A Word Is (Just) a Word

Head of the Israel Beyteinu party Avigdor Liberman seen at an event marking the opening of that party’s elections campaign in Tel Aviv, January 20. (Tomer Neuberg/Flash90)

He was the director general of the Prime Minister’s Office during Binyamin Netanyahu’s first term, and then launched his own political party. He appealed to the Russian community in Israel and they — a captive sector — put their trust in him time after time, like good Russians. One doesn’t change the land of one’s birth. Mother Russia, Father IVET.

Avigdor Liberman has come a long way in the Israeli public arena, and has evolved into the essence of a politician in every sense of the word. A politician is someone who is not afraid to alter and distort reality just to garner another momentary achievement or some more political power.

Liberman was the one who crafted the slogan, “Liberman, a word is a word.” He was also the first to violate his own slogan. He promised before the elections of 1999 that he would not sit in the same coalition as Shas, but he had no problem doing just that — joining a coalition with Shas. He promised civil marriages, but he didn’t promise to keep his promise. He also promised an amended draft law, and didn’t keep his word. But that is who the man is.

When he sat in the opposition, Liberman boasted that if he was the defense minister he would assassinate the head of Hamas’ political wing Ismail Haniyeh within 48 hours of taking office. We all know the end of that: Liberman was appointed defense minister and Haniyah continues his efforts to destroy both Israel and its heroic defense minister.

This week, Avigdor Liberman rose up, infused with fighting spirit. The polls are not being complimentary to him for some reason (and in actuality they don’t really know how to read the Russian community, just like they don’t know how to properly cover the chareidi community and l’havdil, the Arab sector.) This is the time for him to make some noise and score some political points. He hung a sign announcing, “Liberman lo dofek cheshbon l’Hamas” (loosely translated as “Liberman doesn’t take Hamas into account”), as well as a sign declaring that “Liberman lo dofek cheshbon lachareidim.”

While the comparison is infuriating, it is not causing too many people to lose their cool, because the growling Russian bear doesn’t usually bite. The man who boasts that he grew up in the presence of Harav Chaim Zanvil of Ribnitz, zy”a, still pledges his loyalty to Israel, even if he appears obtuse.

Liberman has a very clear goal: To connect to the Russian immigrant population, which is disconnected and heretic, and who perceives him as a respected general. For the Russian community, he is a far more inspirational figure than the Prisoners of Zion who sat in the Siberian gulag. And Liberman knows that and speaks their language.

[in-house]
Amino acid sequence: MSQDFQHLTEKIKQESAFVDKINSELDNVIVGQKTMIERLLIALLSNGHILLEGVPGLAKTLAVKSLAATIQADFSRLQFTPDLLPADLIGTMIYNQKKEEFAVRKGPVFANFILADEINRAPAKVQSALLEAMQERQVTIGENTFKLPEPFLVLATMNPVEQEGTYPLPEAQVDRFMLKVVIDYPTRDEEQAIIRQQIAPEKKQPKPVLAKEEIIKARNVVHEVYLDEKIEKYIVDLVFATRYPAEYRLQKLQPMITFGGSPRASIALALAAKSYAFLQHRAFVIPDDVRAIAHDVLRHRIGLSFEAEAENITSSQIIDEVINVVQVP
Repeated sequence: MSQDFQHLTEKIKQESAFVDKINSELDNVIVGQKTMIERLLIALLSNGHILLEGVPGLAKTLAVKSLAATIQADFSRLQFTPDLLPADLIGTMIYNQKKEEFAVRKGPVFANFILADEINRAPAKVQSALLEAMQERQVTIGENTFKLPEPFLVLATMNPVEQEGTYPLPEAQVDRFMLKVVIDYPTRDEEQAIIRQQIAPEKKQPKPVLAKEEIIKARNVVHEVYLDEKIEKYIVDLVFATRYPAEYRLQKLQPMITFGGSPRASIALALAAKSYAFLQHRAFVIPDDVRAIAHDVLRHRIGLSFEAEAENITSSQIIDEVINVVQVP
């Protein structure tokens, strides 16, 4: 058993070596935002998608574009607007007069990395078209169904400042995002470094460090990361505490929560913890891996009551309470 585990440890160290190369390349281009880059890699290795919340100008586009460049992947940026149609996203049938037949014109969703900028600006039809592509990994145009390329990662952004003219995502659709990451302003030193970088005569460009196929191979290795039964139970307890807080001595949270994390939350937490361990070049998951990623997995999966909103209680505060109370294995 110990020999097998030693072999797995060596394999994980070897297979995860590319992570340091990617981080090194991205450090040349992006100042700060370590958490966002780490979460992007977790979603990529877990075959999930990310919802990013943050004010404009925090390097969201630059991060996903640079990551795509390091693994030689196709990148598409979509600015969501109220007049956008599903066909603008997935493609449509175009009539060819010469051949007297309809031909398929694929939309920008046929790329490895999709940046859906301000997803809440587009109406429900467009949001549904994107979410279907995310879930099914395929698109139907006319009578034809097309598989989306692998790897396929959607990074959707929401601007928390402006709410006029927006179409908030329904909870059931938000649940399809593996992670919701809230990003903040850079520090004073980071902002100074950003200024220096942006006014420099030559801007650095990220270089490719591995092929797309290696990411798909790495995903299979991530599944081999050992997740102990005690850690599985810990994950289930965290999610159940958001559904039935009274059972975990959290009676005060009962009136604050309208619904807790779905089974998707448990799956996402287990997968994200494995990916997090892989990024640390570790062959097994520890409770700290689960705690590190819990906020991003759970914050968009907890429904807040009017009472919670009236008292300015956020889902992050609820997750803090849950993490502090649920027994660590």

Liberman is the most ignoble genre of politician. He doesn’t posture, nor is he careful about being politically correct. He says what he thinks is the right thing for him to say at that moment, and also does what is most worthwhile for him. He goes in and out of governing coalitions at a dizzying pace, and can be for and against chareidim from one day to the next. His voter base, the Russian immigrant population, is used to discipline within the party, group or whatever structure it may be. Whatever the boss says, they will do.

The chareidi representation did not react with indignation to Liberman’s harsh words. The chareidim don’t get excited by these remarks anymore, just like, l’havdil, Hamas is not afraid that Liberman will settle accounts with them. Experience has proven that indeed, “Liberman — A Word Is a Word” — is just that, a word. He’s not a man of action at all.

During his tenure as foreign minister as well, he made no significant contribution to the state of Israel, although he did contribute to other countries. In an indictment recently filed against Paul Manafort, president Trump’s former campaign manager, there is a mysterious connection between Manfort and a senior Israeli official in an effort to influence relations between the United States and Russia and the Ukraine. That senior Israeli official is none other than this same fellow, former foreign minister Mr. Liberman. And perhaps that is what the GSS head meant when he claimed that “a foreign state will intervene in the upcoming elections,” referring to Russia. The first intervention is already upon us.

Liberman is in a fight for his life this time. He will try once again to be elected using his old tricks, but each time, the number of people who trust him diminishes. And there is a chance — a reasonable one — that, this time, he might find himself outside of the government and the Knesset for the first time in his political career.

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